Spanish Influenza – Part 6

Compiled by Martha Valentine

Friday, 30th May 1919

ASSISTANCE WANTED. – For the past fortnight the Borough Council has been calling for an applicant to assist with the washing at Nurse McEvey’s hospital.  Although the word voluntary is mentioned, it is not an honorary position, as the person taking up the work will be remunerated.  Mr Presswell, town clerk, will be pleased to explain what is required and the remuneration to be received to applicants.

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Wm. S. ELLIS On Wednesday evening the death of William Stains Ellis took place at Nurse McEvey’s Hospital, after a sharp attack of pneumonia.  The deceased was the eldest son of Mr and Mrs Wm. J. Ellas, of Lilliput, and was in his 34th year.  During Easter week he was married at Wangaratta to Miss Curtis, and after returning home from the honeymoon he contracted a cold and showed pneumonia indications, and was brought into the private hospital for treatment.  He was a fine young man and gained the respect of all who knew him.  He leaves his wife, father, mother and a brother to mourn the loss of one who was always dear to them.  On Thursday a large number of friends followed the funeral cortege to Carlyle Cemetery, where the Rev. Woodfall, assisted by Mr Julian, (Methodist Church) conducted a very impressive burial service.  The funeral was carried out by Messrs Jasper Bros

Friday, 13th June 1919

DEATH. – On Tuesday night, after an illness of six weeks, Mrs Nettie A. Brown, wife of Mr W. Brown, of Gooramadda, died at Nurse McEvey’s hospital suffering from influenza, and when she had nearly shaken of the influenza other complications set in and brought the end of life.  The deceased lady was 46 years of age, and during her many years’ residence at Gooramadda gained the respect and esteem of all residents.  She leaves her husband and a son by former marriage to mourn their great loss.  The shock was a sever one to Mr Brown, who was expecting to have the pleasure to take his wife home in a few days, when the extra complications set in.  General sympathy has been extended to Mr Brown in his bereavement.  On Thursday a number of friends followed the remains to Barnawartha Cemetery, where the interment took place.  Mr R Ready had charge of the funeral arrangements.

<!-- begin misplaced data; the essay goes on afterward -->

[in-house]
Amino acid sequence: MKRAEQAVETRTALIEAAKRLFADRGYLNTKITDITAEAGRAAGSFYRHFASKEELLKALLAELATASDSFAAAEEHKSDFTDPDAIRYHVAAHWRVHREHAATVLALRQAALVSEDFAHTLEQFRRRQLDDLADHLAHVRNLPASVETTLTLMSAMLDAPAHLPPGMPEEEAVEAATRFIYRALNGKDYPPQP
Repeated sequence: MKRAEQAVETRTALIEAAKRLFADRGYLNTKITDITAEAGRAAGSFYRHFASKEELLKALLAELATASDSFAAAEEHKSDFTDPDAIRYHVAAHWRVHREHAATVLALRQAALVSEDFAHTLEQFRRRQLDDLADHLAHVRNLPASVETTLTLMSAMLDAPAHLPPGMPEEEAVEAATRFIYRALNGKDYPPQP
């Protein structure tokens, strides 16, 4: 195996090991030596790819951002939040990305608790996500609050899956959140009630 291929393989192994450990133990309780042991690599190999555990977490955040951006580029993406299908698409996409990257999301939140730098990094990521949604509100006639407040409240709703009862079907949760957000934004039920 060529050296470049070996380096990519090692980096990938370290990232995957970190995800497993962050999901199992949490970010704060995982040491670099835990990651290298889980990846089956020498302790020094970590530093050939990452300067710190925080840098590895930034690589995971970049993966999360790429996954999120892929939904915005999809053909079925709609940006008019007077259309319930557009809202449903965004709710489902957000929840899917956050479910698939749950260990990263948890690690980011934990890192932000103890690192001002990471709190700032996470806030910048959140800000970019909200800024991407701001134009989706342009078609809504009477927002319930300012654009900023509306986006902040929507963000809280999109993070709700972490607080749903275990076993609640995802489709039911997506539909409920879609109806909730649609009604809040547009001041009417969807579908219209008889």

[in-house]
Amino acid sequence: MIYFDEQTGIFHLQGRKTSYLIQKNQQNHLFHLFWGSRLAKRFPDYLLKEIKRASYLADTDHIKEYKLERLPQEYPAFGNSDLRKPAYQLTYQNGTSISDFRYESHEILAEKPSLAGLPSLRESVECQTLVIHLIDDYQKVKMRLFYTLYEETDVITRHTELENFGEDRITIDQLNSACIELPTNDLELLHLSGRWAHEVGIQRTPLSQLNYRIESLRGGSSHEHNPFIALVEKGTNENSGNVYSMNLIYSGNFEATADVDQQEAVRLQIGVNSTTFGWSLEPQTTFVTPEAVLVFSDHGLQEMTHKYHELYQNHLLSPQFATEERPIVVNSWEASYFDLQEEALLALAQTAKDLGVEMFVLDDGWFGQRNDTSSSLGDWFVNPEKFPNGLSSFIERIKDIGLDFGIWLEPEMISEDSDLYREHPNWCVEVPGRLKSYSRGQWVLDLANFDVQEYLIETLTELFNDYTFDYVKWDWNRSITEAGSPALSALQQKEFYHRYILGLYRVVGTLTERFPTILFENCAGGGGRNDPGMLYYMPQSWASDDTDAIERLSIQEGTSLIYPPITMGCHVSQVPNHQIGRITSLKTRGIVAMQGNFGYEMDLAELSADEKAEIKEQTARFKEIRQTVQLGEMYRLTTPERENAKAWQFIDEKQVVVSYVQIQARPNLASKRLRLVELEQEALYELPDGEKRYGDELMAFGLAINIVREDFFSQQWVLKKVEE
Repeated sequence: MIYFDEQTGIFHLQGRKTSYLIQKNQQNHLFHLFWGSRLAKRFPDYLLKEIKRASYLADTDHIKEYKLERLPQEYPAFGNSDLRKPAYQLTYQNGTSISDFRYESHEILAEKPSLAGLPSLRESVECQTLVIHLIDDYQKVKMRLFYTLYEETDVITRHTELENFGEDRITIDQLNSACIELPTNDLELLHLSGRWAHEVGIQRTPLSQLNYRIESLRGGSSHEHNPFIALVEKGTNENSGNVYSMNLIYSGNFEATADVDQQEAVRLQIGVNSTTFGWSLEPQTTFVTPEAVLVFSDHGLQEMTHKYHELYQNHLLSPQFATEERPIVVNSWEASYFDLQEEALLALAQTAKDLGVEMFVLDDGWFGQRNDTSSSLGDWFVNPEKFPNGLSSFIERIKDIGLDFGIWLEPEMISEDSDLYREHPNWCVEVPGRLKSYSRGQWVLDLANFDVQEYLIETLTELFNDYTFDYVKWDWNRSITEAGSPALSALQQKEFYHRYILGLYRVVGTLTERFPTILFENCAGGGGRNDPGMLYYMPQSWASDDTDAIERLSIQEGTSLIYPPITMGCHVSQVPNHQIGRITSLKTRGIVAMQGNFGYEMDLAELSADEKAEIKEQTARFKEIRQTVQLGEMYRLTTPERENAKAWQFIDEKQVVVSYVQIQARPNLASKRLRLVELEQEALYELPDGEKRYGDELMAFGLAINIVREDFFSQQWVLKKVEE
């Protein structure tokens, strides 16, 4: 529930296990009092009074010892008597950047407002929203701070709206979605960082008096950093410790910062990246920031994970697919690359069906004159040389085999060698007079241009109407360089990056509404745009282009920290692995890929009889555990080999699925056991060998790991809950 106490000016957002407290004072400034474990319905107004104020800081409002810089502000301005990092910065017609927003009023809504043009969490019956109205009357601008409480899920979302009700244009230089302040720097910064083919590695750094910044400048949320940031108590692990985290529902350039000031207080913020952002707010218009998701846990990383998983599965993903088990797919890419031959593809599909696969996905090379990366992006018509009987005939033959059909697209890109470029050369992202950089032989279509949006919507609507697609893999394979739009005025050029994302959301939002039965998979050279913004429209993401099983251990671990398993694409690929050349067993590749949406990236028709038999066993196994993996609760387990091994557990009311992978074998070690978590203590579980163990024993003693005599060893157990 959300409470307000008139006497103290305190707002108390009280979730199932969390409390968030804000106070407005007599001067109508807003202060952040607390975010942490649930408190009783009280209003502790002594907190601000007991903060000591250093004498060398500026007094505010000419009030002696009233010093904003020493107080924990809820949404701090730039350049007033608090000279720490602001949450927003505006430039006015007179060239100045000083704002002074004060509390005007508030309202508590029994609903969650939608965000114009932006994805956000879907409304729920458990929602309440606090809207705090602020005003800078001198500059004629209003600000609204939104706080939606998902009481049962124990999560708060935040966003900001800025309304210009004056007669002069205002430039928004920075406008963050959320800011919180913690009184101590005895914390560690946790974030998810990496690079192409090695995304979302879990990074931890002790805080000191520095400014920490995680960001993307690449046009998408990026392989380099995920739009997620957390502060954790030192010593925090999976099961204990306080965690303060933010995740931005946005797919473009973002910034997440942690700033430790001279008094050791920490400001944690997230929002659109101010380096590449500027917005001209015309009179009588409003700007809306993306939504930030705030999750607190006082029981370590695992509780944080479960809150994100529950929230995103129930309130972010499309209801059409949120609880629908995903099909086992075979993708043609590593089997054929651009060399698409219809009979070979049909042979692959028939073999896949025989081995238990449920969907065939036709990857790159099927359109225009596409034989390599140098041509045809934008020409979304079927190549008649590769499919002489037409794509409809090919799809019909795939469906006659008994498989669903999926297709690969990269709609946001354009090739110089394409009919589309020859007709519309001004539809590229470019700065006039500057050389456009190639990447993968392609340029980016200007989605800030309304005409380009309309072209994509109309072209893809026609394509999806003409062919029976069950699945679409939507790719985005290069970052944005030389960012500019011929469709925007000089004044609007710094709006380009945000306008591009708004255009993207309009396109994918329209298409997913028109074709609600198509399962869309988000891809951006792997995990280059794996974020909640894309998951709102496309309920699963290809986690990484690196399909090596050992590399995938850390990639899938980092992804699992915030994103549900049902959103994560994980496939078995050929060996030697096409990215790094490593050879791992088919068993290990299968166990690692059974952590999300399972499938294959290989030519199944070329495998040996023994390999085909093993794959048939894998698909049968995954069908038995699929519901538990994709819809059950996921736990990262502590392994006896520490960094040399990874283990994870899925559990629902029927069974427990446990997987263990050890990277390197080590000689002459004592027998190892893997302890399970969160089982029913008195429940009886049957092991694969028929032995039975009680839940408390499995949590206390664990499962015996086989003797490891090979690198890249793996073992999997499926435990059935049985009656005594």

Tuesday, 5th August 1919


The secretary stated that he received a telephone message from the Health Officer (Dr F.R. Featherstone) who recommended that owing to the increase of influenza all schools in the Shire be closed for a week. Cr Morris moved that

Tuesday, 26th August 1919

WAHGUNYAH. – Mr William Morley, a well-known resident of Wahgunyah, passed away at the Corowa Hospital recently, pneumonia and pleurisy being the cause, following an attack of influenza.  The deceased young man was only 26 years of age and was born, and lived all his life at Wahgunyah; he was of a quiet and unassuming nature and was exceedingly well liked by a large circle of acquaintances, and his early demise is very much regretted.  Although he did not actively participate in sport, he was an enthusiastic supporter of rowing, cricket and football, and at the time of his death was an office holder in the Border United Football Club, the members of which club wore mourning bands in the Rovers-Corowa match out of respect for the deceased.  One of the saddest features in connection with his death was the fact that his father died just twelve months ago, the result of a vehicular accident, and much sympathy is felt for his widowed mother, who has thus been doubly bereaved in the course of twelve months.  He leaves, in addition to his mother, one brother, James, and two sisters, Mary (Wahgunyah) and Mrs Stan. Nott (Rutherglen), to all of whom we extend our heartfelt sympathy.  The deceased was interred in the Corowa Old Cemetery.

Friday, 29th August 1919


The death occurred in the Corowa hospital on Friday, August 22nd, of Mrs King, wife of Mr J. King, of Wahgunyah.  The deceased lady, in company with her husband, was about to proceed to Melbourne some months ago with a view to taking up their residence there.  Owing to the influenza being bad at the time they altered their minds, and after spending a few days in Wangaratta they returned to Wahgunyah.  It was during her short stay in Wangaratta that she contracted pneumonic influenza, which was the cause of death.  She was 52 years of age at the time of her death.  A son and daughter (both grown up), in addition to the bereaved husband, are left to mourn the victim.

Friday, 7th November 1919


A bill was passed in the Legislative Assembly giving municipalities power to raise money to defray their half cost of the influenza epidemic.  The bill provides that municipalities may increase the general rate up to three-pence, or they may borrow the sum necessary without submitting the question of the loan to the ratepayers.

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